Southeast teachers authorized a strike if contract negotiations stall

Photo by Jon Ridinger

Teachers in the Southeast Local School District have authorized their union leadership to issue a 10-day strike notice if a bargaining session set for Aug. 9 doesn’t get them closer to their requests for better working conditions.

The teacher’s union, Southeast Local School District Teachers Association, has been trying to reach an agreement with the school board since April 18.

The teachers’ contract expired June 30. Union leadership have been meeting with Southeast’s board of education but haven’t agreed on the length of a workday, increasing insurance costs, salary, and student discipline issues, said Monica Kiskadden, a teacher and spokesperson for the union. 

On Aug. 2, the teachers “voted overwhelmingly” to issue the strike notice “should the bargaining team determine the district is unwilling to find a path to a fair settlement,” Kiskadden stated.

A 10-day strike notice does not mean a strike will happen.

“It authorizes the negotiating team to make that decision, but our hope is that we are able to create a fair and equitable agreement,” Kiskadden said. “Our hope is to see the kids on Aug. 30.”

Southeast Local teachers have the lowest starting salary for new teachers of all Portage County school districts, and the third-lowest in the county for veteran teachers, she said.

That salary structure means teachers look at Southeast as a career stepping stone instead of a career destination, Kiskadden said.

Southeast teachers “do not take this step lightly, but we cannot continue to lose talented educators to surrounding districts, and if those who remain are unsupported by the administration,” she said.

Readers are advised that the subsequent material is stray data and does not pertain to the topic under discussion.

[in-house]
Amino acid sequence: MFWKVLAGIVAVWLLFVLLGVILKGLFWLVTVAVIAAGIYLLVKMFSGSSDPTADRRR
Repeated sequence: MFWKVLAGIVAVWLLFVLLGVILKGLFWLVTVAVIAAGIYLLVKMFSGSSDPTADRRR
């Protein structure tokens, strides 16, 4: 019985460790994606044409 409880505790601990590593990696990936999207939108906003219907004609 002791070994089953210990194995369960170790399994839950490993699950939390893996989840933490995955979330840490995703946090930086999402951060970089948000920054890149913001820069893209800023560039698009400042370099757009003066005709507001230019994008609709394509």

Board of Education President Mary Kaley and Southeast Superintendent Robert Dunn both expressed disappointment that they heard about the strike notice from reporters, not from the teachers’ union.

“The board’s team has negotiated respectfully and in good faith with the union’s team all along, and it will continue to do so,” Kaley said. “We feel there is plenty of room for both sides to find agreement on the outstanding issues and reach a contract that is fair to all involved.”

Recognizing that scheduling conflicts limited bargaining sessions to only two the entire summer, Dunn pledged to continue negotiating in good faith.

“This infrequency has made moving on a few items more difficult,” he said. “We look forward to getting back to work with SELDTA to finalize a deal and welcoming back our outstanding students and staff later this month.”

Students are set to begin the 2023-24 school year on Aug. 30. At this point, teachers will be in the classroom on that date, Kiskadden said.

A special board meeting originally set for Aug. 7 has been rescheduled for 5:30 p.m. Aug. 10 at the high school library. Kaley said the strike notice will not be on the agenda because the teachers’ union has only authorized a strike, not actually committed to one.

Southeast’s school board on July 31 authorized putting a five-year, 1.5-mill additional tax levy to fund general permanent improvements on the November ballot. If approved, the levy will generate almost $2.94 million, and would add $53 for each $100,000 of the county auditor’s appraised value of property.

Funds generated from general permanent improvement levies are used for capital improvement projects, maintenance and repairs of school district property, and certain equipment items that are designed to last at least five years.

The district can use the proceeds to purchase technology, heating and air conditioning systems, roofs, or other facility upgrades. Ohio law prevents the funds from being used on staff salaries or benefits.

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Wendy DiAlesandro is a former Record Publishing Co. reporter and contributing writer for The Portager.